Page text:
5. Their religion is not only produced by the fear of disgrace or the fear of hell, but it is mostly of a negative character.
They satisfy themselves, mostly, with doing nothing that is very bad. Having no spiritual views, they regard the law of God chiefly as a system of prohibitions, just to guard men from certain sins, and not as a system of benevolence fulfilled by love. And so, if they are moral in their conduct, and tolerably serious and decent in their general deportment, and perform the required amount of religious exercises, this satisfies them. Their conscience harasses them, not so much about sins of omission as sins of commission. They make a distinction between neglecting to do what God positively requires, and doing what he positively forbids. The most you can say of them is that they are not very bad. They seem to think little or nothing of being useful to the cause of Christ, so long as they cannot be convicted of any positive transgression.
6. This class of persons are more or less strict in religious duties, according to the light they have and the sharpness with which conscience pursues them.
Where they have enlightened minds and tender consciences, you often find them the most rigid of all professors. They tithe even to mint and anise. They are stiff even to moroseness. They are perfect pharisees, and carry everything to the greatest extremes, so far as outward strictness is concerned.
7. They are more or less miserable in proportion to the tenderness of their conscience.
With all their strictness, they cannot be sensible that they are great sinners after all: and having no just sense of the gospel justification, this leaves them very unhappy. And the more enlightened and tender their conscience, the more they are unhappy. Notwithstanding their strictness, they feel that they come short of their duty, and not having any gospel faith, nor any of that holy anointing of the Holy Spirit that brings peace to the soul, they are unsatisfied, and uneasy, and miserable.
Perhaps many of you have seen such persons. Perhaps some of you are such, and you never knew what it was to feel justified before God, through the blood of Jesus Christ, and you know not what it is to feel that Jesus Christ has accepted and owned you as his. You never felt in your minds what that is which is spoken of in the text, "There is now no condemnation to them that are in Christ Jesus, who walk not after the flesh, but after the Spirit." Does such language bring home any warm and practical idea to you, that it is a reality because you experience it in your soul? Or do you, after all, still feel condemned and guilty, and have no sense of pardoned sin, and no experimental peace with God, or confidence in Jesus Christ.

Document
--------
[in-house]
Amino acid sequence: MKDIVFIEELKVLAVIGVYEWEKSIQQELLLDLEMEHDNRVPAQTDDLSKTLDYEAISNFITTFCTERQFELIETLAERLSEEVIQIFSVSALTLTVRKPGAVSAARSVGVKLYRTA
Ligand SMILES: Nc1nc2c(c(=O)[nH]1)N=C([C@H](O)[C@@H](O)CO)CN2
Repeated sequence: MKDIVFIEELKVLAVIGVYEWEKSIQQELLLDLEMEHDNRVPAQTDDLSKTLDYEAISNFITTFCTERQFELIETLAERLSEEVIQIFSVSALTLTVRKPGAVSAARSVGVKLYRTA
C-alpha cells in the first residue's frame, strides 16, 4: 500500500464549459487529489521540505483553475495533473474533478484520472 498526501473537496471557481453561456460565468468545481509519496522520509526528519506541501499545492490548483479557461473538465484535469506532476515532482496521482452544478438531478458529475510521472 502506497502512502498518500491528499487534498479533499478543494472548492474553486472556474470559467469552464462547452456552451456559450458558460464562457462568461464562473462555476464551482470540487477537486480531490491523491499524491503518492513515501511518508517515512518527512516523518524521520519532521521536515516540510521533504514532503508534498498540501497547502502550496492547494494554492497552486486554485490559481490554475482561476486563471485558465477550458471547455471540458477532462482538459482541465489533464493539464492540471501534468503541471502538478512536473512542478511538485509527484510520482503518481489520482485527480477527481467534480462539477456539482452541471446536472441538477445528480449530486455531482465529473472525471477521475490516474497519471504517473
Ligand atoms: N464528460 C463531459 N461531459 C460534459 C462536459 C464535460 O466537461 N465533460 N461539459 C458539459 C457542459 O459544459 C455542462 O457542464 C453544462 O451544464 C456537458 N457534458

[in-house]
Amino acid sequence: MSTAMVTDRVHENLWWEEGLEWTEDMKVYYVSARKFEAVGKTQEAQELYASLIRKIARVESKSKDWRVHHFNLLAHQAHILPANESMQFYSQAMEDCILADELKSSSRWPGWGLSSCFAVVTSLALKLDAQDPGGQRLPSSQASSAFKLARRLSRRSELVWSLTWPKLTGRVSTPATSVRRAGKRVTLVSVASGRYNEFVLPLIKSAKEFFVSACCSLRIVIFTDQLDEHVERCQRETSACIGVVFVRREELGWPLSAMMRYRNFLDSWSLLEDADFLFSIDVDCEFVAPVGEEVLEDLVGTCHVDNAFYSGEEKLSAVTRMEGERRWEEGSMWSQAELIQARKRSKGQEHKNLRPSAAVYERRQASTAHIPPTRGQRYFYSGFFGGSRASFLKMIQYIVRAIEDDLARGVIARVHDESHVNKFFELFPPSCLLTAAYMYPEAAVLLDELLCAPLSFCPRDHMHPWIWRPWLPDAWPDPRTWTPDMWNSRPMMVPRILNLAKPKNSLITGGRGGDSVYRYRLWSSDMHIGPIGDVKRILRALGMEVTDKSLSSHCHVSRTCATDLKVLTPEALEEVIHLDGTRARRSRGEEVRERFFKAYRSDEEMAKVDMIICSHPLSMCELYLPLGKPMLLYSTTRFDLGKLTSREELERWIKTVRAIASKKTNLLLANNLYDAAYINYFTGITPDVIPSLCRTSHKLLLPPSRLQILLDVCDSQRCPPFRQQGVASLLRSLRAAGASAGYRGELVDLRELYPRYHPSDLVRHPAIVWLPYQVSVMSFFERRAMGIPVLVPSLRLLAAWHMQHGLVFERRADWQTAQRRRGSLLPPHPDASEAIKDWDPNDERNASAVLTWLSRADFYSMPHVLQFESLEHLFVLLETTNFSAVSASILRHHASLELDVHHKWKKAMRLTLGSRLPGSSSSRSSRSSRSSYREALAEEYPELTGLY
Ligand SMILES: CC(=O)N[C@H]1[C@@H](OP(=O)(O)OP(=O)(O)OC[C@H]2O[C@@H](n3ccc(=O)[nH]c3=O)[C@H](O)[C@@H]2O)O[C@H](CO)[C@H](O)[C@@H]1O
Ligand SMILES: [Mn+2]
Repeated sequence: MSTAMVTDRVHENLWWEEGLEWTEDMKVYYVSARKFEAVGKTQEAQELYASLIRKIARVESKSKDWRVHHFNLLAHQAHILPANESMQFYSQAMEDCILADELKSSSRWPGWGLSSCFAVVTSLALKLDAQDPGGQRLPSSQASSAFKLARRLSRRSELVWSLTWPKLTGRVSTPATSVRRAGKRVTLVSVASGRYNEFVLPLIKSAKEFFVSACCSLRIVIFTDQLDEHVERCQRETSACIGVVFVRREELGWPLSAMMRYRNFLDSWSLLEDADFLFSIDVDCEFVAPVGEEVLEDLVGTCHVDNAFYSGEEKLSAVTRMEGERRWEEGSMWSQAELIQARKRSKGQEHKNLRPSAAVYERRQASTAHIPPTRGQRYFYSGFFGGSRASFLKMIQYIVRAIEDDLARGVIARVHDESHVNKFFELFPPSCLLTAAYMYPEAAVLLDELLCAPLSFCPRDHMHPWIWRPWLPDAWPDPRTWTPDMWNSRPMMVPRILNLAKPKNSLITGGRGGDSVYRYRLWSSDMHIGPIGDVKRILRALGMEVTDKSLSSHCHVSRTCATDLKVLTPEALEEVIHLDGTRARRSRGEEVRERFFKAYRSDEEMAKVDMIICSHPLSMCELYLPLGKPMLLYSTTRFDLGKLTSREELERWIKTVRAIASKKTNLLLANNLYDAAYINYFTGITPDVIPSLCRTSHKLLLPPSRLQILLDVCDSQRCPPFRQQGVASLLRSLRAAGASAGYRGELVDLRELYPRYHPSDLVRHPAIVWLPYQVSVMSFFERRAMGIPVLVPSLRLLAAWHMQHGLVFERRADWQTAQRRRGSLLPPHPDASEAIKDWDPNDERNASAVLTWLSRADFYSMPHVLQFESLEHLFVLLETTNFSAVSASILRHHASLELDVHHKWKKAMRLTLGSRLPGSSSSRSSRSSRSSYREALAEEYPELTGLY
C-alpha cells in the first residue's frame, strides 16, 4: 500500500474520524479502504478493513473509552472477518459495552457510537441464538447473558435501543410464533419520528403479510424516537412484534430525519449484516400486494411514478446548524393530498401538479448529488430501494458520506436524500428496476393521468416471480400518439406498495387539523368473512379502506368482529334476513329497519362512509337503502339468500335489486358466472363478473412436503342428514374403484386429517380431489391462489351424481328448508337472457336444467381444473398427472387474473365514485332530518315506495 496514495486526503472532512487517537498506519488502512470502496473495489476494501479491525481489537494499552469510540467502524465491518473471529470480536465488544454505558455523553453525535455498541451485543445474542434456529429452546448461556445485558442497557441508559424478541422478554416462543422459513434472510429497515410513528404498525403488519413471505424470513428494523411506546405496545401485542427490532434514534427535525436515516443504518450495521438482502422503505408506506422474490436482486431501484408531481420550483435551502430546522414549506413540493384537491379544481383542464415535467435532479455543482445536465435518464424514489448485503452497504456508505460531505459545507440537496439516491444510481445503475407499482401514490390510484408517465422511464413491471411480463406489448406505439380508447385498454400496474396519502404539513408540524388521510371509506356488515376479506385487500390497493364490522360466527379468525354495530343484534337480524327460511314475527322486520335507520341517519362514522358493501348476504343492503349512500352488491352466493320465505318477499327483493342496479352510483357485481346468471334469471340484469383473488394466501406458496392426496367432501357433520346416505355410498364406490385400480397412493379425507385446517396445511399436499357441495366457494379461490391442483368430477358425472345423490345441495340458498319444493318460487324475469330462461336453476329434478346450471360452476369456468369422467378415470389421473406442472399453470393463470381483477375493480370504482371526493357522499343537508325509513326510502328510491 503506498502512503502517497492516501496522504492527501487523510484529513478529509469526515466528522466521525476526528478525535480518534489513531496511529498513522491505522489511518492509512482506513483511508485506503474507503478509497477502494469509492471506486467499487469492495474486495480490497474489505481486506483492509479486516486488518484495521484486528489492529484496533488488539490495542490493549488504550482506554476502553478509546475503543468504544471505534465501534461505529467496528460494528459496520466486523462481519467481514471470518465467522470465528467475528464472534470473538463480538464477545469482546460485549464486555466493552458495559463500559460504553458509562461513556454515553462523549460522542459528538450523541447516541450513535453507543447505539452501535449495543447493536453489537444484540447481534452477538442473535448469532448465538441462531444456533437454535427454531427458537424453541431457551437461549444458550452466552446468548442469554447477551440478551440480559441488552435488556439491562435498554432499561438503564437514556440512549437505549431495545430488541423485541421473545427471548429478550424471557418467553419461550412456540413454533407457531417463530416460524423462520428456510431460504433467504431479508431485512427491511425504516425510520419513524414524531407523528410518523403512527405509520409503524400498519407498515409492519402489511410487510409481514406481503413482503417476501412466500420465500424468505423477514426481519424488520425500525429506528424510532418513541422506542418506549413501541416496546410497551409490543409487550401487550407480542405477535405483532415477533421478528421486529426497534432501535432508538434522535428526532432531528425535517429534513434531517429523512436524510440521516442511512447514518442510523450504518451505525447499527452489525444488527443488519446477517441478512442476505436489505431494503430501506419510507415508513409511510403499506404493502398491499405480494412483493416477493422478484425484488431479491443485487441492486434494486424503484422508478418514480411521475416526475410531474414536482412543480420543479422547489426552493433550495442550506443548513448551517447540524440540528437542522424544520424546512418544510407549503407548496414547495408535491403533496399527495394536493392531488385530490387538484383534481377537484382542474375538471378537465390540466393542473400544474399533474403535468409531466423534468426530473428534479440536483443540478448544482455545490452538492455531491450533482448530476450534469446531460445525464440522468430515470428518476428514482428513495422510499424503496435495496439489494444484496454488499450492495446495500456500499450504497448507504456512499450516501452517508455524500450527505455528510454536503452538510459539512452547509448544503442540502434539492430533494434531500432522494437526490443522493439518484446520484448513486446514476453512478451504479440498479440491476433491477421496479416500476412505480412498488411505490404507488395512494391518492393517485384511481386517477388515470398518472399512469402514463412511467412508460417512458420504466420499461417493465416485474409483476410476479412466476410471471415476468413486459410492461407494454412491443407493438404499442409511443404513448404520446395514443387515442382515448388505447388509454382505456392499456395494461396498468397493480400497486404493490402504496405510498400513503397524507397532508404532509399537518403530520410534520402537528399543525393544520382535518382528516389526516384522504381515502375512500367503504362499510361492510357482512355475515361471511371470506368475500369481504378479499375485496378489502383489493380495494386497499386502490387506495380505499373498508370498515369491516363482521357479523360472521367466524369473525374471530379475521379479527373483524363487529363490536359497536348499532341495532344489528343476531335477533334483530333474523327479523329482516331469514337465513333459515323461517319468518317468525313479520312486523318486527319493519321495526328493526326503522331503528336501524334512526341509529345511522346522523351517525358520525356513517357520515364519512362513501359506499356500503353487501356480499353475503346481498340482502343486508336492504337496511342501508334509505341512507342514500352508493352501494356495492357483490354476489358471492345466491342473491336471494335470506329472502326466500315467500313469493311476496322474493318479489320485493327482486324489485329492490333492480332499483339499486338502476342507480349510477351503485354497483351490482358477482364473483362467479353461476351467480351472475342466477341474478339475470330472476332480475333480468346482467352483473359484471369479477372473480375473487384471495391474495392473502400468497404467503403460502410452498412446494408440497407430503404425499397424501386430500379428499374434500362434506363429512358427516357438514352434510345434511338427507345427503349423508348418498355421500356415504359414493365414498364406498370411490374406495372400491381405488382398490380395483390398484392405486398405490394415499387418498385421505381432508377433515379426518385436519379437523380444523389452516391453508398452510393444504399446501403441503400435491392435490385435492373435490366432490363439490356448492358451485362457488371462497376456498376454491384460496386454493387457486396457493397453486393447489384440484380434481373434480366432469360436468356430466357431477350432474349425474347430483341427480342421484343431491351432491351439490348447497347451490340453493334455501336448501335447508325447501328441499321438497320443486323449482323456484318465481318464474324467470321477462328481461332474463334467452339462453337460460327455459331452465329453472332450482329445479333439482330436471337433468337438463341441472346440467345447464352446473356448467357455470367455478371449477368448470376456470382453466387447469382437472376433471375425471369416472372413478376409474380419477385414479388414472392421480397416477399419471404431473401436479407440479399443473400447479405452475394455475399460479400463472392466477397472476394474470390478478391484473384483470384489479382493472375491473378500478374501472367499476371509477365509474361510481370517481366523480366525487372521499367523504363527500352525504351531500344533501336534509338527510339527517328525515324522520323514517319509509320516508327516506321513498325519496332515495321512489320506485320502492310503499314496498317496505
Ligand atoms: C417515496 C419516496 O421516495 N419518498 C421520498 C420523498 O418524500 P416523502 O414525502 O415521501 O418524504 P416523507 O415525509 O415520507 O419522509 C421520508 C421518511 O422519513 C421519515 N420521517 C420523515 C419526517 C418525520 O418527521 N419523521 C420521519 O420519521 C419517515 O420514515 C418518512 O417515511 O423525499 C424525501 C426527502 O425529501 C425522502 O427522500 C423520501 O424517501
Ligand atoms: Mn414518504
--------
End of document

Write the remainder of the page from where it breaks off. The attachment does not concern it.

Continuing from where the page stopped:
8. This class of persons are encouraged and cheered by reading the accounts of ancient saints who fell into great sins.
They feel wonderfully instructed and edified when they hear the sins of Gods people set forth in a strong light. Then they are comforted and their hopes are wonderfully strengthened. Instead of feeling humbled and distressed, and feeling that such conduct is so contrary to all religion that they could hardly believe they were saints if it had not been found in the Bible, and that they could not believe at all that persons who should do such things under the light of the Christian dispensation, could be saints; they feel gratified and strengthened, and their hopes confirmed, by all these things. I once knew a man, an elder too, brought before the session of a church for the crime of adultery, and he actually excused himself by this plea: He did not know, he said, why he should be expected to be better than David, the man after God's own heart.
9. They are always much better pleased, by how much the lower the standard of piety is held out from the pulpit.
If the minister adopts a low standard, and is ready charitably to hope that almost every body is a Christian, they are pleased, and compliment him for his expansive charity, and praise him as such an excellent man, so charitable, etc. It is easy to see why this class of persons are pleased with such an exhibition of Christianity. It subserves their main design. It helps them to maintain what they call a "comfortable hope," notwithstanding they do so little for God. Right over against this, you will see, is the conduct of the man whose main design is to rid the world of sin. He wants all men to be holy, and therefore he wants to have the true standard of holiness held up. He wants all men to be saved, but he knows they cannot be saved unless they are truly holy. And he would as soon think of Satan's going to heaven as of getting a man there by frittering away the Bible standard of holiness by "charity."
10. They are fond of having "comfortable" doctrines preached.
Such persons are apt to be fond of having the doctrine of saints' perseverance much dwelt on, and the doctrine of election. Often, they want nothing else but what they call the doctrines of grace. And if they can be preached in such an abstract way, as to afford them comfort without galling their consciences too much, they are fed.
11. They love to have their ministers preach sermons "to feed Christians."